It Is Critical To Increase The Number Of Black Bone Marrow Donors In Order To Save Lives

The more racially and genetically diverse a person's family is, the more difficult it is to identify someone with the same HLA type for a bone marrow transplant.

Acute myelogenous leukemia, a kind of blood and bone marrow cancer that causes the body to create a large number of immature white blood cells, is one of the most difficult malignancies to cure among African-Americans. White blood cells, also known as leukocytes, are immune system cells that help protect the body from infectious diseases and other diseases.


Chemotherapy, additional medication therapy, and stem cell transplants are popular treatments for acute myelogenous leukemia.
Research has shown that Black men have worse complete remission rates and overall survival than Whites and Black women. Due to this, Blacks are more likely to have to go through the rigors of chemotherapy compared to other racial and ethnic groups. The primary reason is that Blacks typically are a mixture of races, and finding an exact match for a stem cell transplant is difficult.


Finding a bone marrow match necessitates locating people who share the same human leukocyte antigen, or HLA, tissue type. The more racially and genetically diverse a person’s family is, the more difficult it is to identify someone with the same HLA type for a bone marrow transplant.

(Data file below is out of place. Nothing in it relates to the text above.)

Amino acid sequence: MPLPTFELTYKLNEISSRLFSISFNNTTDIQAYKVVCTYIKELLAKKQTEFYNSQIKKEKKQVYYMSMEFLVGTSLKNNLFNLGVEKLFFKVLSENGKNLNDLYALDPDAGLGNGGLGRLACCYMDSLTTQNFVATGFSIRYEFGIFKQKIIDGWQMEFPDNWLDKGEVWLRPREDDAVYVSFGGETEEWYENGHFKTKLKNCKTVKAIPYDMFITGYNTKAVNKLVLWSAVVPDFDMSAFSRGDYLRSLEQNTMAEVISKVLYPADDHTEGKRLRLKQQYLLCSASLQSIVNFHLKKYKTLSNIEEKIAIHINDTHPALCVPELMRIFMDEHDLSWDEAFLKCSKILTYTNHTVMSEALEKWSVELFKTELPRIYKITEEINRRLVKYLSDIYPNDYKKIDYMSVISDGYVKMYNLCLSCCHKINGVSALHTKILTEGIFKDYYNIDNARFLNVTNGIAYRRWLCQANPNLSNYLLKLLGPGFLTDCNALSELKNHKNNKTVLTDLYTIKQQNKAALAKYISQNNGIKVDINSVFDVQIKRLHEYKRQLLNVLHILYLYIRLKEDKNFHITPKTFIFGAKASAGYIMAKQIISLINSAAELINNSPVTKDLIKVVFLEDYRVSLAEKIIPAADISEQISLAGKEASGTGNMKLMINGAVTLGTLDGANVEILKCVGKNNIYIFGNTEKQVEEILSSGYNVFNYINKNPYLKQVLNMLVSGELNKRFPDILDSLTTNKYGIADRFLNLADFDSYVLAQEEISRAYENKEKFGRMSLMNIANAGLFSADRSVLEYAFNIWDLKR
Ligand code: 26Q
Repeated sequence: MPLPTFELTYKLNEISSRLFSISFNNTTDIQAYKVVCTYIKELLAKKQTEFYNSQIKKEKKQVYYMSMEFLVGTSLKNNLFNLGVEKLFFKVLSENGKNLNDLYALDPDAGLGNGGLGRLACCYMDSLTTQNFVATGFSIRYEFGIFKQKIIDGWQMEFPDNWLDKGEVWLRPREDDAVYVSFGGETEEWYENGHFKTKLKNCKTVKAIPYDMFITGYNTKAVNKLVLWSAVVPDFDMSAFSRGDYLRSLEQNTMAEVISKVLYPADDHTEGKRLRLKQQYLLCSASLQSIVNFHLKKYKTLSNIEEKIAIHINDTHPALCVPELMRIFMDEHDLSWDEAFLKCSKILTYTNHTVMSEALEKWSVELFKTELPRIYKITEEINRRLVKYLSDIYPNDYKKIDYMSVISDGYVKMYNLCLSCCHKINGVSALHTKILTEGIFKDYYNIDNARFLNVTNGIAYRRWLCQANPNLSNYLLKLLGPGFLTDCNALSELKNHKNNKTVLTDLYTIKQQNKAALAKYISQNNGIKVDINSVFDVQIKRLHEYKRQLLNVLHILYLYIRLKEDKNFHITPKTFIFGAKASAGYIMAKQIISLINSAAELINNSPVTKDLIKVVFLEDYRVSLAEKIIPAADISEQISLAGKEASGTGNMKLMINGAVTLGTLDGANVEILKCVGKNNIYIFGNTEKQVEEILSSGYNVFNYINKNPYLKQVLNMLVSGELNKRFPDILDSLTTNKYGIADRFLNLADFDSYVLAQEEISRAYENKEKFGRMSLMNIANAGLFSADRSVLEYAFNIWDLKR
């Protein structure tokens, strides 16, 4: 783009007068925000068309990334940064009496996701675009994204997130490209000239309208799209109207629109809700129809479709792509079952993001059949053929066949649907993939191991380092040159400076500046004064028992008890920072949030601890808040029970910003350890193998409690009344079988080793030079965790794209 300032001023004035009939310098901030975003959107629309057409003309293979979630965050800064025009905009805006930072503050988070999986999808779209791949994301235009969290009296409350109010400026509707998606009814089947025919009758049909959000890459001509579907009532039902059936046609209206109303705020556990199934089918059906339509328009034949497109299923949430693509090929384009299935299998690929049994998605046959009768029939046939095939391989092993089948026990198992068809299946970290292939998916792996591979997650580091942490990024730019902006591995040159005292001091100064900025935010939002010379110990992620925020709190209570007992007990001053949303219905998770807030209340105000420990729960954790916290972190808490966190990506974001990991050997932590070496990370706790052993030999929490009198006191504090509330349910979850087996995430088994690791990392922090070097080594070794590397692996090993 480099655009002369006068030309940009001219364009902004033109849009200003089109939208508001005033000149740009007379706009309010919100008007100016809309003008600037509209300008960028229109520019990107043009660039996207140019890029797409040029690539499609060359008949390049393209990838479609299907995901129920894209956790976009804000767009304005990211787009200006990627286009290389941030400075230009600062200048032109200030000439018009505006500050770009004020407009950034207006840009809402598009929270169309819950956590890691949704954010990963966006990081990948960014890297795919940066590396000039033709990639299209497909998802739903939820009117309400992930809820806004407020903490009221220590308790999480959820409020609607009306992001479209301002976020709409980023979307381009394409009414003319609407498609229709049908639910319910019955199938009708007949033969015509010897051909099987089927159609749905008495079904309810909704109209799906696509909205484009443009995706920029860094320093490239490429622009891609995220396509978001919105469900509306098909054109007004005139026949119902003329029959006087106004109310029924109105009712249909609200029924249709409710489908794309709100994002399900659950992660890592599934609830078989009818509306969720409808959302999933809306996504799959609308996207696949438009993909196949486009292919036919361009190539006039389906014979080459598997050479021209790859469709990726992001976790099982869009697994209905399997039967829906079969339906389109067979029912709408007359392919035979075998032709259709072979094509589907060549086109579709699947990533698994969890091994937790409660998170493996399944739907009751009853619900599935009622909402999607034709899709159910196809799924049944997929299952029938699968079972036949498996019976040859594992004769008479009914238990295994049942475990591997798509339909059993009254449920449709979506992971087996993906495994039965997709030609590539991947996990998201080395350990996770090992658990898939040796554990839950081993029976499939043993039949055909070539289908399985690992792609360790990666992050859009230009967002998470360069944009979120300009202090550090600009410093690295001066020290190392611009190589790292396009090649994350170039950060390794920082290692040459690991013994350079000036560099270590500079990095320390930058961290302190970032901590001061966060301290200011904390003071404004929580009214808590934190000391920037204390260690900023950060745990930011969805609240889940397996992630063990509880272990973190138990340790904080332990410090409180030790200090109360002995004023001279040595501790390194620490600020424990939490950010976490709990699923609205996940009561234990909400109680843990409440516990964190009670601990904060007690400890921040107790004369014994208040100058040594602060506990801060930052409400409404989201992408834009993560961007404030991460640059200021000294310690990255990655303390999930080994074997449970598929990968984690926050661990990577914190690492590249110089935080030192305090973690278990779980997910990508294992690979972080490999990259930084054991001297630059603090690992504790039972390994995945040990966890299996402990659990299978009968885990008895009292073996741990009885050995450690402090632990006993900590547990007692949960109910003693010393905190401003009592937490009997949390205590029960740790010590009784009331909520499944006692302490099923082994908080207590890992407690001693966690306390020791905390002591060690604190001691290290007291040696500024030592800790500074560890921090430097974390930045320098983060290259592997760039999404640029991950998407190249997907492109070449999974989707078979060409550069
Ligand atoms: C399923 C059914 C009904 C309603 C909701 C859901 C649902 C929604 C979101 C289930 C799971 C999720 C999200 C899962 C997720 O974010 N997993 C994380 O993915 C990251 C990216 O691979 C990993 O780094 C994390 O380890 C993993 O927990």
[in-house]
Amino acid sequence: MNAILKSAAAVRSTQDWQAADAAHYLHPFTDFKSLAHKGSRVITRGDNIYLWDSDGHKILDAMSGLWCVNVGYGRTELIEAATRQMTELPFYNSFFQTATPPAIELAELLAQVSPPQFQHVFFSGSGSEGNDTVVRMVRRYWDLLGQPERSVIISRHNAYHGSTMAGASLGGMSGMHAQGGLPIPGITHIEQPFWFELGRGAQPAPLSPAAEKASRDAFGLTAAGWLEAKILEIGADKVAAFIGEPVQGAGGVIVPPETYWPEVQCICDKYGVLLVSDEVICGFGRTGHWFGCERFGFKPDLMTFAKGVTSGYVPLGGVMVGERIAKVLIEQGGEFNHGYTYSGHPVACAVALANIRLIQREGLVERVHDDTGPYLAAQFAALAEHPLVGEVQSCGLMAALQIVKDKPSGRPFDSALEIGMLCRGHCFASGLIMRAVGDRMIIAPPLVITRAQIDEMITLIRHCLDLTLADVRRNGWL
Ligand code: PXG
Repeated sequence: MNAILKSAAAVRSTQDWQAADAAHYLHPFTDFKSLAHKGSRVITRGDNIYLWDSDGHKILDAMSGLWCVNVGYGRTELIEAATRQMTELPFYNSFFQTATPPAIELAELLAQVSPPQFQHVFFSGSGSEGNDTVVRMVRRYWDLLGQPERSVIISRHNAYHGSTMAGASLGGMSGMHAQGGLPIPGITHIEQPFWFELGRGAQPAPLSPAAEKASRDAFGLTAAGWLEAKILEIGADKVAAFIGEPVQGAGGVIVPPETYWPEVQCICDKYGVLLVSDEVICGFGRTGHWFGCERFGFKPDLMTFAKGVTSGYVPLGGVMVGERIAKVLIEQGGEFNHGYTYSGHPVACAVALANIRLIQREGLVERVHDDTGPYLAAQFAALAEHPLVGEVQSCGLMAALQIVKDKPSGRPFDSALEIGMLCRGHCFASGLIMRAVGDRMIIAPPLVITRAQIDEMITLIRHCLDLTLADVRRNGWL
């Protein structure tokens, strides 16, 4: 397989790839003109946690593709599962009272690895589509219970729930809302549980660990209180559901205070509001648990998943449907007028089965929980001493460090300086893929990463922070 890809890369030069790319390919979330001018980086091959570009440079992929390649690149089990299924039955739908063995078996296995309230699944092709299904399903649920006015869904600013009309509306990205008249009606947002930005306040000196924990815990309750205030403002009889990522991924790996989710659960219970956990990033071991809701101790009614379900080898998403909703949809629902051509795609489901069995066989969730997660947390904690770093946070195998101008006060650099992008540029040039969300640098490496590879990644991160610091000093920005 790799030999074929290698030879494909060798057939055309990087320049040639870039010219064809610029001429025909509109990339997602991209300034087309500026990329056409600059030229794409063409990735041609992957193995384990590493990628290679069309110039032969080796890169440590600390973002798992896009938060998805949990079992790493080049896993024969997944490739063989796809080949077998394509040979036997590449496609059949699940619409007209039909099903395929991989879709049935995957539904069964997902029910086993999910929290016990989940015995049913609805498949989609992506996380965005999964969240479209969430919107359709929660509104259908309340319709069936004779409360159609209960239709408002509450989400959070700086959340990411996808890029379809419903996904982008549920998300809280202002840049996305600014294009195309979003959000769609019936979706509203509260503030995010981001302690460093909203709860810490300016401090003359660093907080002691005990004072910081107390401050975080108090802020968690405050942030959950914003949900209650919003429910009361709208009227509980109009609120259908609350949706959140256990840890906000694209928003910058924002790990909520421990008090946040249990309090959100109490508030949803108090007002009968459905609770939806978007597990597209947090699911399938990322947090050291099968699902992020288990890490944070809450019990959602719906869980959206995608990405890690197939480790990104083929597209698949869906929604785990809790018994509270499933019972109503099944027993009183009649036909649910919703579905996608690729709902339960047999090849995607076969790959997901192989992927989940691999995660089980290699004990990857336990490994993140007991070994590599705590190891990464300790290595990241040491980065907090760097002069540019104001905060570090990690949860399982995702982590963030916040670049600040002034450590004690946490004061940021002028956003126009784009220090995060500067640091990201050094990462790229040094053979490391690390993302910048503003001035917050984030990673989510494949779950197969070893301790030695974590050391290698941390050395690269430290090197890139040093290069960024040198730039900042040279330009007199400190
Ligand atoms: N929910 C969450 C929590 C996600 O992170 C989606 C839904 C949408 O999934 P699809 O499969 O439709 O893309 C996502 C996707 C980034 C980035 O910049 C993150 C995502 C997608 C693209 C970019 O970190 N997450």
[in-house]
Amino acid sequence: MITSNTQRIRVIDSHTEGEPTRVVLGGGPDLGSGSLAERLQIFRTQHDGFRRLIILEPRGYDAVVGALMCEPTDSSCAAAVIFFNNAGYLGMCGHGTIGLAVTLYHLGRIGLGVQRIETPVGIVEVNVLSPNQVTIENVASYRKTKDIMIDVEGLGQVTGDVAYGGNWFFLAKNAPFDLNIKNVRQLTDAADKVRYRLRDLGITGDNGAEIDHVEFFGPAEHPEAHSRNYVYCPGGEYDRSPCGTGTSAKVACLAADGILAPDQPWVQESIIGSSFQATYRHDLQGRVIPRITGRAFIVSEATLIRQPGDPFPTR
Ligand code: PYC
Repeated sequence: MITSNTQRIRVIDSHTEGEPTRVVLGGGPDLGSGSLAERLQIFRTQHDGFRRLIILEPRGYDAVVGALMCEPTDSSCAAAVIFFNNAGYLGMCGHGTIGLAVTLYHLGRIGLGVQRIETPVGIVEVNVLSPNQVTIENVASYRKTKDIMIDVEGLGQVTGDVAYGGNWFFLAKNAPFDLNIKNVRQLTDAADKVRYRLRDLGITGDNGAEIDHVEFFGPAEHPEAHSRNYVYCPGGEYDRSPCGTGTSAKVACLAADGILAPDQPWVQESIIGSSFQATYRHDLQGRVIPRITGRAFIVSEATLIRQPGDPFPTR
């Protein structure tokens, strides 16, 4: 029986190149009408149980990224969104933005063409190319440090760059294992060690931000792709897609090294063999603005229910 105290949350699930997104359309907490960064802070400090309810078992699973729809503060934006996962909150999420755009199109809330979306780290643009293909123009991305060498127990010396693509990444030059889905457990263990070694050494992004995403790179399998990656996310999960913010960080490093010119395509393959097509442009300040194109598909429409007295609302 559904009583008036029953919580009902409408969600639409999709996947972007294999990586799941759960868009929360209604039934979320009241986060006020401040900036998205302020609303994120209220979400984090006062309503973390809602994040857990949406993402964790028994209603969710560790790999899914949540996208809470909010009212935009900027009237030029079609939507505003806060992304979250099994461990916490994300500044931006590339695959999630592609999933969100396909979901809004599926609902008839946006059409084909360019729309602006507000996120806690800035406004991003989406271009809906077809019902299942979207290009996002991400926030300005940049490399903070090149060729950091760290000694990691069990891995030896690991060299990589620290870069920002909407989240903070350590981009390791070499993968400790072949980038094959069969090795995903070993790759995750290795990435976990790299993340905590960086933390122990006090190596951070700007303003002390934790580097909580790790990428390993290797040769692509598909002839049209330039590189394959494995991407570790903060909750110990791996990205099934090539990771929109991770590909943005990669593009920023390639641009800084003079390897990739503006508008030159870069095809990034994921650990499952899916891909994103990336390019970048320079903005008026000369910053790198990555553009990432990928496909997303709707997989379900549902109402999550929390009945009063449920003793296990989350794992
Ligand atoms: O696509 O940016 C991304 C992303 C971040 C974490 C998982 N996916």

Another important aspect is that Blacks are less likely to register as potential bone marrow and stem cell donors. Some argue that the same fears and apprehensions that Blacks have about organ and blood donation contribute to a significant underrepresentation of the Black community in the donor pool.


Although data indicate that Whites have a higher age-adjusted incidence of disease when compared to Blacks and other races and ethnicities, Blacks with acute myelogenous leukemia had an increased risk of death by 12% compared with non-Hispanic Whites, according to researchers at the University of Washington.


Learn more about bone marrow and stem cell donors at the BeTheMatchAtl.org website. The goal is to get as many Blacks between the ages of 18 and 44 to volunteer as stem cell donors and sign up to join the Be The Match Registry®. So sign up today.


To find out how you can join the Be The Match Registry, visit BeTheMatchAtl.org or text HEALTHIQ21 to 61474.

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